Santander: We know customers are heading for financial difficulty before they do

Santander is using data to introduce a number of measures to help customers manage the cost of living crisis and reach its lofty goal of building love for the bank.

Santander often knows which customers are in financial difficulty before they know themselves, according to the bank’s customer engagement lead, Clive Head, who is using this information to help increase relevance, all the more important during a cost of living crisis.

He describes Santander as a “very, very data rich” business, with unique insight that allows it to understand customers’ habits in detail.

“We can see customers approaching financial difficulty before they know that themselves,” he said, speaking on a panel at the Data and Marketing Association’s (DMA) Customer Engagement event today (13 September).

However, he said most consumers do not want to admit when they are in financial strife, and so the bank needs to be very careful about how it uses this data.

During lockdown, for example, Santander called many of its customers to discuss financial health and overall wellbeing, and Head said the business found many customers would insist they were doing OK financially even if that wasn’t the case.

But during the pandemic, and now as recession looms, Santander believes consumers will value suggestions on how to manage their finances, even if they are reticent to speak about it.

As a result, the bank has introduced ‘My Money Manager’, which uses data to understand what customers do within their Santander accounts before making suggestions as to how they might spend better. As an example, Head said the tool might recommend consumers cut multiple streaming subscriptions to save discretionary income.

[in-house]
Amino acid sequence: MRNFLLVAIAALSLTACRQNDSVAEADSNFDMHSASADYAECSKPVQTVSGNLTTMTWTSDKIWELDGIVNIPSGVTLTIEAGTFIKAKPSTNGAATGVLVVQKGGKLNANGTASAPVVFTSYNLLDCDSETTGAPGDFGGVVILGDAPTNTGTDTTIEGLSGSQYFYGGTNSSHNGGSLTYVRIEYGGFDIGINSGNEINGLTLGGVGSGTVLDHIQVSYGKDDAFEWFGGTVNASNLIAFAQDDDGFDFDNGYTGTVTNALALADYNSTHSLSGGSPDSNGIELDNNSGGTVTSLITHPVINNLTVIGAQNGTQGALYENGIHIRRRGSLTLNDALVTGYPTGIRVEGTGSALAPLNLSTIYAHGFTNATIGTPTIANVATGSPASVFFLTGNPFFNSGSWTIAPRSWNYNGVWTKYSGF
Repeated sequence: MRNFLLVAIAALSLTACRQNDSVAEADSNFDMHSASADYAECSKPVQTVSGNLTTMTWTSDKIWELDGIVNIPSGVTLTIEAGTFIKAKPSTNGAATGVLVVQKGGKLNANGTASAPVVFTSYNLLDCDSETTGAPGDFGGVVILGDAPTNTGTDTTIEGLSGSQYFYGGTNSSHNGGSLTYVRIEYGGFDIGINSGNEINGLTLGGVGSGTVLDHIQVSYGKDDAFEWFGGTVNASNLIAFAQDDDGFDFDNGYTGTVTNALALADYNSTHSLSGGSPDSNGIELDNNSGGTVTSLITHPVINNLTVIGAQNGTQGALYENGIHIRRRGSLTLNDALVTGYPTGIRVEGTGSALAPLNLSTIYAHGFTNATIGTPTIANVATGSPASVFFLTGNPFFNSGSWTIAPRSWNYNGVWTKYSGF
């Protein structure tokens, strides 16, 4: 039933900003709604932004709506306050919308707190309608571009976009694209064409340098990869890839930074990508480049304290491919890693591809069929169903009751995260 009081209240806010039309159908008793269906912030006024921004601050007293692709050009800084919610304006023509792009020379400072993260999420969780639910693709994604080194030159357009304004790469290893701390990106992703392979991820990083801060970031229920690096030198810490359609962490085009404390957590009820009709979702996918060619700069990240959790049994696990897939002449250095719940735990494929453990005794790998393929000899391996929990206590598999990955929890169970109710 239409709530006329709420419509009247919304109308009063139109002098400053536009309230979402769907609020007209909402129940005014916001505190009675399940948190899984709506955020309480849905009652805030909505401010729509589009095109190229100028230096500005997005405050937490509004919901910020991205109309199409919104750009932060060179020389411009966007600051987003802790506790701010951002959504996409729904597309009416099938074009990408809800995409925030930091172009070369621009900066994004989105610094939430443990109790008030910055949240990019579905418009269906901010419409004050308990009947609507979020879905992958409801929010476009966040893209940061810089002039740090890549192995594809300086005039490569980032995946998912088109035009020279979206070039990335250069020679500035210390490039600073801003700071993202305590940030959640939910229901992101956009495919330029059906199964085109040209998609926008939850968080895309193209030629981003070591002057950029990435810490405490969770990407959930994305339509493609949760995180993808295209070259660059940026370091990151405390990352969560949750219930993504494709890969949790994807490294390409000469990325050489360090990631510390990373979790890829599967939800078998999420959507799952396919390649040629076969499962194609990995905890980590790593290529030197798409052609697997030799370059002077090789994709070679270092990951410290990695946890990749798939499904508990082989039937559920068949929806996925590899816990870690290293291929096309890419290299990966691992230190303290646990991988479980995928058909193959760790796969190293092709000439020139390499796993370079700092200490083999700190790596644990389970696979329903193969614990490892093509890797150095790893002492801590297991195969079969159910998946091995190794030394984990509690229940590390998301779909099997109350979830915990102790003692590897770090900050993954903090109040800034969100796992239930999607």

Not many people love their bank.

Clive Head, Santander

The cost of living crisis is also disrupting Santander’s own business and product offer, with changes to the housing market just one example of how it is being impacted.

“The product mix that we’ve got is going to change dramatically,” he stated. “We’re going to have to be a lot smarter in what we do and how we do it.”

However, he said there are opportunities for the bank, by making sure it is there at the right time with the right product for consumers.

He said it’s more important than ever to understand customers, which comes from “having those conversations and using behavioural insights to frame those conversations”.

He added that the brand employs behavioural psychologists, something that works “very, very well”, to aid Santander’s understanding of its customers.

The challenge of building love for a bank

Head was candid about the fact “not many people love their bank” but added that despite this, love is exactly what Santander aims for. Setting that goal allows the bank to “shoot for the stars”, he said.

In terms of how the business measures loyalty, he said that while it does look at functional KPIs, the “North Star” for the business are “emotional KPIs”. He added that Santander looks to its Net Promoter Scores to understand how it is building an “emotional connection” with its customers.

In response to a question about how much the bank sees customers who join just to take advantage of signing up perks before fleeing to a new bank, Head said people think very carefully about joining a new bank.

He said there were few “players” that change bank regularly but added that these tend to be younger consumers shopping for rewards.

Santander’s marketing boss on ‘bridge building’ between data scientists and marketers

Head was also asked about new legislation brought in by the Financial Conduct Authority (FCA) on consumer duty. The FCA says the new rules will mean customers “should receive communications they can understand, products and services that meet their needs and offer fair value, and they get the customer support they need, when they need it”.

Head said that what that means for the like of Santander is that, for example, it should be flagging to a consumer that’s on a very low-interest account, that they could move to another account that will accumulate more interest.

“We do a lot of this already,” he insisted, adding that this relates back to the bank’s focus on customers.



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